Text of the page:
system, and that it’s open to the atmosphere. Any pressure buildup inside - and
it can build from torch heat - will ruin the connection, and you’ll have to
Cleanliness: you cannot have a joint too clean! Before soldering, sand it until
it sparkles, and wherever there’s an insert tube, sand its OD and before
inserting it, clean the larger tube’s ID with a stainless steel tubing brush
sized to it.
If the tubing cutter left much of a ‘burr’ on the inside, carefully drill it out
with the proper sized drill, then briefly vacuum the tube end to be sure no
drill shavings found their way inside, where they can cause trouble.
For sanding tubing, I recommend a cloth emery paper roll called SandScreenä,
another product that’s superior to any other I’ve tried over the years. It used
to be marketed by Gemline, now out of business, but most refrigeration supply
companies still carry it.
Swage it: rather than connecting a joint with couplers, I swage the copper
tubing to make the connection. That eliminates one joint, which means there’s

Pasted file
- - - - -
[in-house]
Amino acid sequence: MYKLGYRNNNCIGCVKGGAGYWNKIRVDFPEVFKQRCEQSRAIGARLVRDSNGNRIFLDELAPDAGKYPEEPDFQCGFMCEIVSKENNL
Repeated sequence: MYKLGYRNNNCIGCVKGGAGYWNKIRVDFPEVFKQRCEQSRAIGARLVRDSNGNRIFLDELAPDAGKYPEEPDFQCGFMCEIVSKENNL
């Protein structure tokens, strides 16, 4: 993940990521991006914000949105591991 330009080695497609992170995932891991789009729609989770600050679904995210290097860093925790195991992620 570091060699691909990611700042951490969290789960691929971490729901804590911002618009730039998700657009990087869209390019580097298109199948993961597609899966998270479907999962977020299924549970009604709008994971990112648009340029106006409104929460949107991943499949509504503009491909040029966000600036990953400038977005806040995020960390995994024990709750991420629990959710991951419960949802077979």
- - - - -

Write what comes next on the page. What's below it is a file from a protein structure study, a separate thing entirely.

one less potential leak site)
Even Heat: I use a dual tip acetylene torch, which makes it easy to surround the
tubing with flame, and heat the area evenly. Another benefit of two opposed
flames is heat containment within a small area. This is indispensable when
working in today’s tight compressor compartments, with all the heat-sensitive
plastic and rubber parts nearby.
The Right Flux: I’ve tried nearly all of them over the years, and IMO there’s
only one flux to use. Stay-Cleanä
liquid flux, made by the JW Harris Co, does an exceptional job of preparing
copper and steel tubing to receive soft solders, and I highly recommend it. It
can be hard to find, but accept no substitutes! It is corrosive, though, so one
of my last steps in a system job is wiping up any flux spills with liberal
amounts of water. While a joint’s still warm, wiping it off with water will
clean off any excess flux and make it shine, preventing future corrosion.
|Here's the best flux I've ever
found. I've used it for many years, and it's never disappointed.